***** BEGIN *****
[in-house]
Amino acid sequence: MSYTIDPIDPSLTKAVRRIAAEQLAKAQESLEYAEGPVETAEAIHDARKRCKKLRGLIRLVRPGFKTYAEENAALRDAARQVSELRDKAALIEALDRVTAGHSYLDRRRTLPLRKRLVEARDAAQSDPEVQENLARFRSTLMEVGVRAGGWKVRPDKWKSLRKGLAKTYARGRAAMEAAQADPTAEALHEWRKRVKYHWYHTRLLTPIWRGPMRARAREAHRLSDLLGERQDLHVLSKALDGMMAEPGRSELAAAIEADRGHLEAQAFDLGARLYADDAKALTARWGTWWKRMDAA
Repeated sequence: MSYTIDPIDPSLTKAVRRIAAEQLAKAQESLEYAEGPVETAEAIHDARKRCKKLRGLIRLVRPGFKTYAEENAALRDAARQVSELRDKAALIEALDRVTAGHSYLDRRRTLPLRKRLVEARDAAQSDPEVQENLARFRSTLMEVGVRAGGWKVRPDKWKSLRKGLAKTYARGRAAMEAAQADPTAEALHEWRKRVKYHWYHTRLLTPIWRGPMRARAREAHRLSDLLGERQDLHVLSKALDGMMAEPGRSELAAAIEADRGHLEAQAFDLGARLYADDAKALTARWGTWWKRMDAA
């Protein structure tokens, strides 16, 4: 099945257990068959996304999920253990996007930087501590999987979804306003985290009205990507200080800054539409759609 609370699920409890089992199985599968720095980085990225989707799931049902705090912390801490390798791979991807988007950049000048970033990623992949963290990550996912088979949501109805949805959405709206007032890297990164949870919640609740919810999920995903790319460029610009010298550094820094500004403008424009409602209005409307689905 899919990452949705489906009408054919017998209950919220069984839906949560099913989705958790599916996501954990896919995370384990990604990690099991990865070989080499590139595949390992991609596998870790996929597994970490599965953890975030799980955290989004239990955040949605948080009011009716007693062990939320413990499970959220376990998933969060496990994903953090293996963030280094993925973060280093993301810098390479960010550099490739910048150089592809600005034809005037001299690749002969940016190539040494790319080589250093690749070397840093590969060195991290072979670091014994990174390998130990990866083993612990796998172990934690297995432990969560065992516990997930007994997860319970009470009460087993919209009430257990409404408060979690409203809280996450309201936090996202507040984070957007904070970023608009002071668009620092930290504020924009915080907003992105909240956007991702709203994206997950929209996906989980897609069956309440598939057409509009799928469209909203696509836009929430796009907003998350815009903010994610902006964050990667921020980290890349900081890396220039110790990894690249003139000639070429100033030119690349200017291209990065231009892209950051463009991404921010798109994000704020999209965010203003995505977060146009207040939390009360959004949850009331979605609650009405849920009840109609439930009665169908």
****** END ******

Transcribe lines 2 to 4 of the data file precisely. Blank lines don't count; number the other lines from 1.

Amino acid sequence: MSYTIDPIDPSLTKAVRRIAAEQLAKAQESLEYAEGPVETAEAIHDARKRCKKLRGLIRLVRPGFKTYAEENAALRDAARQVSELRDKAALIEALDRVTAGHSYLDRRRTLPLRKRLVEARDAAQSDPEVQENLARFRSTLMEVGVRAGGWKVRPDKWKSLRKGLAKTYARGRAAMEAAQADPTAEALHEWRKRVKYHWYHTRLLTPIWRGPMRARAREAHRLSDLLGERQDLHVLSKALDGMMAEPGRSELAAAIEADRGHLEAQAFDLGARLYADDAKALTARWGTWWKRMDAA
Repeated sequence: MSYTIDPIDPSLTKAVRRIAAEQLAKAQESLEYAEGPVETAEAIHDARKRCKKLRGLIRLVRPGFKTYAEENAALRDAARQVSELRDKAALIEALDRVTAGHSYLDRRRTLPLRKRLVEARDAAQSDPEVQENLARFRSTLMEVGVRAGGWKVRPDKWKSLRKGLAKTYARGRAAMEAAQADPTAEALHEWRKRVKYHWYHTRLLTPIWRGPMRARAREAHRLSDLLGERQDLHVLSKALDGMMAEPGRSELAAAIEADRGHLEAQAFDLGARLYADDAKALTARWGTWWKRMDAA
């Protein structure tokens, strides 16, 4: 099945257990068959996304999920253990996007930087501590999987979804306003985290009205990507200080800054539409759609 609370699920409890089992199985599968720095980085990225989707799931049902705090912390801490390798791979991807988007950049000048970033990623992949963290990550996912088979949501109805949805959405709206007032890297990164949870919640609740919810999920995903790319460029610009010298550094820094500004403008424009409602209005409307689905 899919990452949705489906009408054919017998209950919220069984839906949560099913989705958790599916996501954990896919995370384990990604990690099991990865070989080499590139595949390992991609596998870790996929597994970490599965953890975030799980955290989004239990955040949605948080009011009716007693062990939320413990499970959220376990998933969060496990994903953090293996963030280094993925973060280093993301810098390479960010550099490739910048150089592809600005034809005037001299690749002969940016190539040494790319080589250093690749070397840093590969060195991290072979670091014994990174390998130990990866083993612990796998172990934690297995432990969560065992516990997930007994997860319970009470009460087993919209009430257990409404408060979690409203809280996450309201936090996202507040984070957007904070970023608009002071668009620092930290504020924009915080907003992105909240956007991702709203994206997950929209996906989980897609069956309440598939057409509009799928469209909203696509836009929430796009907003998350815009903010994610902006964050990667921020980290890349900081890396220039110790990894690249003139000639070429100033030119690349200017291209990065231009892209950051463009991404921010798109994000704020999209965010203003995505977060146009207040939390009360959004949850009331979605609650009405849920009840109609439930009665169908």